May 02, 2018
Sculpting A Movement
In Honolulu's creative community, John Koga has forged himself a sterling reputation not only for his innate talent as a multifaceted artist, but also for his unyielding commitment to building a better world for artists in the Islands.
To be sure, Koga's positivity, curiosity, and sense of authenticity is infectious and his well-established work has made him a central figure in Hawai'i's contemporary-art movement. Without Koga's leadership and keen understanding of both the importance of messaging and community building, it's safe to say that the current momentum propelling the arts forward in the Aloha State wouldn't be possible.
Hailing from the verdant valley of Mānoa, Koga credits his grandfather for sparking his love affair with art. "I grew up surrounded by his ideas, his energy, and his sculptures," recalls Koga. "Often, he would spend his days working on sculpture in the family garden. He was very influential in nurturing my way of viewing the world around me."
As an artist, Koga has been able to capture his vision using a myriad of mediums, including stone sculptures, whimsical plaster, and paint to name a few. His work, which has been exhibited throughout the world, has earned him widespread acclaim. And his sculptures, which feel dreamlike and cosmic, has drawn comparisons to Noguchi and Henry Moore. In response to a Ralph Pucci solo exhibit, Architectural Digest wrote that Koga's sculptures are reminiscent of "abstract shapes, stones, trees, and branches, giving a surrealist quality to familiar figures to his work…Koga's art is routinely inspired by the landscape of the Islands. Though he is best known for his modern sculptures, he has also created works as a painter and photographer and has experimented with media as diverse as driftwood and avocado pits."
At its essence, it's been said that art is meant to enrich the human experience. It gives the viewer an opportunity to hold a mirror up to humanity; it allows us to question, imagine, and reinterpret the way we view the world around us. And Koga, like all great artists, has never been shy with his art. Regardless of the medium, his work has a rebellious feel and it's clear that he knows exactly how to break the rules. "I think all mediums are welcomed into my problem-solving process. But I do like to adapt to the materials available and inspire myself to discover new ways of working with them. I don't like to constrict myself. For me, questioning and pushing boundaries is really a study of my values and relationships with people and nature. So, if 'causing a little trouble' in the art scene helps to get attention and engages the viewer in seeing lines, colors, shapes and forms that they might not have thought of even seeing, then that's good. I think breaking the rules also helps the viewer discover their own ideas and feelings about the art installation."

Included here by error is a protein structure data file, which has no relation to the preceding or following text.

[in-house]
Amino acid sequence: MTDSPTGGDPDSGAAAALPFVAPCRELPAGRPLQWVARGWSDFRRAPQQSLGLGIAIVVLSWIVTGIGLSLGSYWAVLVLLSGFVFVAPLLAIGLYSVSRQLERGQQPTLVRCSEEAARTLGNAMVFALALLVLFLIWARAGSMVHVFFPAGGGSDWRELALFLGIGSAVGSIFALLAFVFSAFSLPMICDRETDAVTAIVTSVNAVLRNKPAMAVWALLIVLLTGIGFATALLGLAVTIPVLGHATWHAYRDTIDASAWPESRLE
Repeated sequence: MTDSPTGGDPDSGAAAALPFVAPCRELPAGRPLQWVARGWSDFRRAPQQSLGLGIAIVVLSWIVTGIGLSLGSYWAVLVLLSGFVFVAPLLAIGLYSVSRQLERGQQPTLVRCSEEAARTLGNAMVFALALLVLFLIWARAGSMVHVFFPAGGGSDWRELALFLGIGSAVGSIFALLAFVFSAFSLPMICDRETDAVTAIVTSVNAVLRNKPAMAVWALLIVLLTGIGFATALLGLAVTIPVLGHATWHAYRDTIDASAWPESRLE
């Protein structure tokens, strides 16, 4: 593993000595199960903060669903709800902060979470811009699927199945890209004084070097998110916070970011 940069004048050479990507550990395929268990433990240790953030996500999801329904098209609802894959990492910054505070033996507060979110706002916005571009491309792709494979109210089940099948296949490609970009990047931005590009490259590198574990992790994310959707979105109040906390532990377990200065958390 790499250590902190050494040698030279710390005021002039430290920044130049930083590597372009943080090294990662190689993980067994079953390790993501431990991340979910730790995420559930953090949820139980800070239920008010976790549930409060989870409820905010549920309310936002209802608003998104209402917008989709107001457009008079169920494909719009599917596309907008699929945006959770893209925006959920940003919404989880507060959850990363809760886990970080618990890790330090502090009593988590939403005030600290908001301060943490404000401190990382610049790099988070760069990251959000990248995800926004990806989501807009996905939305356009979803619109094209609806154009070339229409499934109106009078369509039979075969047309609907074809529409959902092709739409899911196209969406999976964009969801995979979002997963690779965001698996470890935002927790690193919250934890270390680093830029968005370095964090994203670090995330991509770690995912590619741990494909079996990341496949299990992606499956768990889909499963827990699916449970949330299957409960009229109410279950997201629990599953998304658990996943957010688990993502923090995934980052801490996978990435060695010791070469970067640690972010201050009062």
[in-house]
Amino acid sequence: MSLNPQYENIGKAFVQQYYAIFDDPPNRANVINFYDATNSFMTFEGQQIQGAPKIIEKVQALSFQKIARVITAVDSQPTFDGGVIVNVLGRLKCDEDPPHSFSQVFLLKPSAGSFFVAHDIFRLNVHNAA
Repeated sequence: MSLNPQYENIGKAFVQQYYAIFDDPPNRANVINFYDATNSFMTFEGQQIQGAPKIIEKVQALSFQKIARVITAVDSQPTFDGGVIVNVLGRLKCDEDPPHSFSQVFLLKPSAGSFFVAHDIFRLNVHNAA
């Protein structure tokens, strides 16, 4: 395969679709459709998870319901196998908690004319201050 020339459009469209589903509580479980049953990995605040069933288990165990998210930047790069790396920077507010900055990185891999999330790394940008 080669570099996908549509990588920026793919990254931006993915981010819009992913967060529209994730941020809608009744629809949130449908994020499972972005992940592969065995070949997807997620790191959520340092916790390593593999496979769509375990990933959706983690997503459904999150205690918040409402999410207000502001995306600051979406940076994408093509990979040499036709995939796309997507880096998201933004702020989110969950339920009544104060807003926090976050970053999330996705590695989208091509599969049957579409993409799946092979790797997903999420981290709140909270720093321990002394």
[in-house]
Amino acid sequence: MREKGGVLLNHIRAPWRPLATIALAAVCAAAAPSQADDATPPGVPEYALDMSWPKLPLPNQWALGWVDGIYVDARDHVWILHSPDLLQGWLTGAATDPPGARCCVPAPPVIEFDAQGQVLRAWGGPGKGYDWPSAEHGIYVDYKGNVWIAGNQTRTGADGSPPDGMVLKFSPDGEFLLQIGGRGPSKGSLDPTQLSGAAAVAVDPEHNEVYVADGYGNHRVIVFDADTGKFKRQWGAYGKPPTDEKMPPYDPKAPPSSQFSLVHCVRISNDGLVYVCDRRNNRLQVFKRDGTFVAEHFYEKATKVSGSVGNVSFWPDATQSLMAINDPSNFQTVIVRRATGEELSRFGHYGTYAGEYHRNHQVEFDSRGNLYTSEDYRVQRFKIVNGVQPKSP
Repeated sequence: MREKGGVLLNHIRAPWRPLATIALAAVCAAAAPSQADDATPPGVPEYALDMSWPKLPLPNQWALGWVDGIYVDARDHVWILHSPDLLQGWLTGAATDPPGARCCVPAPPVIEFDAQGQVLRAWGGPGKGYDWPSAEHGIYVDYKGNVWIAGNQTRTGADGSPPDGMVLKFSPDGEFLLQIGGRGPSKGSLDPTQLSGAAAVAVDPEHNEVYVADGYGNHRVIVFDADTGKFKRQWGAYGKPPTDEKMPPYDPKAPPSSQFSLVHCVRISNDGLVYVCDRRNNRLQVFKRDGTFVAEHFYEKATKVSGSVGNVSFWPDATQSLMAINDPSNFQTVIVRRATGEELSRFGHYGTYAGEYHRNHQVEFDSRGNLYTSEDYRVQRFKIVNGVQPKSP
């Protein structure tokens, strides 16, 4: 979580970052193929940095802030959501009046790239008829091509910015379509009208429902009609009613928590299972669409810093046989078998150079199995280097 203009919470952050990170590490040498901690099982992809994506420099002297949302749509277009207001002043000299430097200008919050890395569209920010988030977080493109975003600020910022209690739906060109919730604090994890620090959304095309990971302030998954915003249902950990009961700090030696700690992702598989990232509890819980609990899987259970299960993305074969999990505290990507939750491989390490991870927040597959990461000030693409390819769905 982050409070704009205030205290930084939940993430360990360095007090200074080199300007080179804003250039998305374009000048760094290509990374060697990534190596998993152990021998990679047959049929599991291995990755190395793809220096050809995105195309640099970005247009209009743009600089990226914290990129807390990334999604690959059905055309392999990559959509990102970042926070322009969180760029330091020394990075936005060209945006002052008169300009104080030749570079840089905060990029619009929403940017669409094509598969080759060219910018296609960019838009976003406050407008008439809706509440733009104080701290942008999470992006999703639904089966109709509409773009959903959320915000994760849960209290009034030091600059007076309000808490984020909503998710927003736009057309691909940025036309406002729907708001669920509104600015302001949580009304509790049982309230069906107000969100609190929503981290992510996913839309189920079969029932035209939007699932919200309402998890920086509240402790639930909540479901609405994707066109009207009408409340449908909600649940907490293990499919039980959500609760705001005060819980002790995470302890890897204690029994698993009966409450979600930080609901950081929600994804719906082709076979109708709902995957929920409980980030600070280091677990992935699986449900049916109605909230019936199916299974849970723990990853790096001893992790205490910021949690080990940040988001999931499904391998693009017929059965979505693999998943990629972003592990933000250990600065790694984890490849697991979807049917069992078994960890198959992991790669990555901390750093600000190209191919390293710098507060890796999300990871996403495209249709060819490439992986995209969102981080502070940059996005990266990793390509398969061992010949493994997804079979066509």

While Koga's personal work has seen him rise to the upper echelon of contemporary artist in Hawai'i, it's his complete devotion to supporting and nurturing other local artists that's made him an invaluable figure the contemporary art movement. Whether it's working hand in glove with the Honolulu Biennial or collaborating and mentoring young artists, Koga is there, sculpting, molding, and creating in all sorts of ways. "I think it's really important to share and work in partnership with other artists and people. This will allow collaboration with all types of artists and students, local businesses, and governments, allowing us to build community and a real economy around art. I truly believe that great art causes others to think and feel. If you can do that, you're doing something right."
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